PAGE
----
Here is the one thing you should say if police detains you for photographing
We’ve seen it happening again and again, police detaining
civilians photographers for recording or photographing them. The two stories mentioned here ended with police having to pay quite a bit of money for doing so. And in the end the message of photographers rights will go through (or not).
But what do you actually have to do if you are stopped by the police for taking photos?
According to Delroy Burton, chairman of D.C.’s metropolitan police union, the police should not even ask you to stop recording. In an interview given to The Atlantic Delroy says that:
As a basic principle, we can’t tell you to stop recording. If you’re standing across the street videotaping, and I’m in a public place, carrying out my public functions, [then] I’m subject to recording, and there’s nothing legally the police officer can do to stop you from recording
That does not warrant that if you are holding a camera, you get a carte blanche to behave however you want. You still should not interfere with the police. According to Delroy, “Officers do have a right to tell you to stop interfering with their work, but they still aren’t allowed to destroy film“.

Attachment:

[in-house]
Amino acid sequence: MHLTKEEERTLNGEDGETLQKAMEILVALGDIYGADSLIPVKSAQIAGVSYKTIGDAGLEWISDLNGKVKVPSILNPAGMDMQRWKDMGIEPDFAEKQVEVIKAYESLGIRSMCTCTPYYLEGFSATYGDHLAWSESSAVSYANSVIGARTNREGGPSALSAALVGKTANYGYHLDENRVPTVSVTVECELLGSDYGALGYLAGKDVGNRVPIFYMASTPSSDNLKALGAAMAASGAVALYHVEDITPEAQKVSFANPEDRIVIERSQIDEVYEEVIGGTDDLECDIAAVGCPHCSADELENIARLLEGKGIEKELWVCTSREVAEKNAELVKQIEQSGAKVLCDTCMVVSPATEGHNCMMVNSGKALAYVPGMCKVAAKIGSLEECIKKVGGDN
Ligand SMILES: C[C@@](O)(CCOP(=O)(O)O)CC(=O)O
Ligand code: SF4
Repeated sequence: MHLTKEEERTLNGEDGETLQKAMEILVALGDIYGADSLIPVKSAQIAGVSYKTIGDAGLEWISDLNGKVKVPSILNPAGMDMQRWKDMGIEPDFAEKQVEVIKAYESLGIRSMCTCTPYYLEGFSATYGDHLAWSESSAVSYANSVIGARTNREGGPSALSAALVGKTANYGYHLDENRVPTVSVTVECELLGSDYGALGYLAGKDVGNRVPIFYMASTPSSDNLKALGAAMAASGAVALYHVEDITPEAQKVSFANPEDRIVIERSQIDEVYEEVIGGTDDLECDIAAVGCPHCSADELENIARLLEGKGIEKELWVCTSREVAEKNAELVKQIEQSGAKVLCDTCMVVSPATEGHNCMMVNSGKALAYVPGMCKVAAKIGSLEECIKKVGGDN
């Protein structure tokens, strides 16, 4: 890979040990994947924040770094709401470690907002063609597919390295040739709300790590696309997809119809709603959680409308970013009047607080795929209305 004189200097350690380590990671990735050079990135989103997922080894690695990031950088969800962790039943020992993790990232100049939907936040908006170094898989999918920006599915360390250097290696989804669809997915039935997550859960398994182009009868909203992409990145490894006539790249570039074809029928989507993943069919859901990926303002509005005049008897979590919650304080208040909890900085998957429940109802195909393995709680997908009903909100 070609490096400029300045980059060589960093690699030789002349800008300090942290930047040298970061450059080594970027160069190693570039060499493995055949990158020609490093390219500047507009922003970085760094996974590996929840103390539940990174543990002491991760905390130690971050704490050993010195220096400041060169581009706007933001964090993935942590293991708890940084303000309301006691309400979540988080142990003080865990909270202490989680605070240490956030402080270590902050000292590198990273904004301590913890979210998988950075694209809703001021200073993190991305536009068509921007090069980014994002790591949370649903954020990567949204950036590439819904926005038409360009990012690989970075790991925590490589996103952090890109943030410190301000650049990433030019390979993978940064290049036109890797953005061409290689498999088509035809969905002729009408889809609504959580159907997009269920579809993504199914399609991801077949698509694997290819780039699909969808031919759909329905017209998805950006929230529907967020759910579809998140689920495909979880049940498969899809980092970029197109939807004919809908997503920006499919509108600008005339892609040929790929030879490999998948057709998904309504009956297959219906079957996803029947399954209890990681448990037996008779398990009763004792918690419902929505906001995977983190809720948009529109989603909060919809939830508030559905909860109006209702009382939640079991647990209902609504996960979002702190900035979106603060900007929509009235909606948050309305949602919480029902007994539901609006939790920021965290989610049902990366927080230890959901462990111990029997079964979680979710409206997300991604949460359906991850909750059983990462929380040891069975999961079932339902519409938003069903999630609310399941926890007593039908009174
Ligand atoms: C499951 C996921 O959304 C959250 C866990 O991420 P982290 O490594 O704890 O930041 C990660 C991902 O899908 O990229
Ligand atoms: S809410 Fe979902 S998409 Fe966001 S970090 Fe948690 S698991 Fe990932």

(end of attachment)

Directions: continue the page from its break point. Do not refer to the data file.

This is good news right there. But, here is the important bit of the story: there is one thing you should say if you are held by police. Jay Stanley, a senior policy analyst at the American Civil Liberties Union (ACLU), says that
…the right question to ask is, “am I free to go?” If the officer says no, then you are being detained, something that under the law an officer cannot do without reasonable suspicion that you have or are about to commit a crime or are in the process of doing so. Until you ask to leave, your being stopped is considered voluntary under the law and is legal.
[Stanley also wrote the ACLU’s “Know Your Rights” guide for photographers guide which is a great read. (at least of you are in the states, as laws change from place to place).]
And “am I free to go?” could be a crucial question as it may stop the entire encounter right there. So next time that you are detained, be polite, but also make sure that you are no sabotaging your own rights.
Of course w could not complete this post, without putting the legal disclaimer here, that law changes from place to place and you should make sure that these rules apply to your local area as well.
Udi Tirosh is an entrepreneur, photography inventor, journalist, educator, and writer based in Israel. With over 25 years of experience in the photo-video industry, Udi has built and sold several photography-related brands. Udi has a double degree in mass media communications and computer science.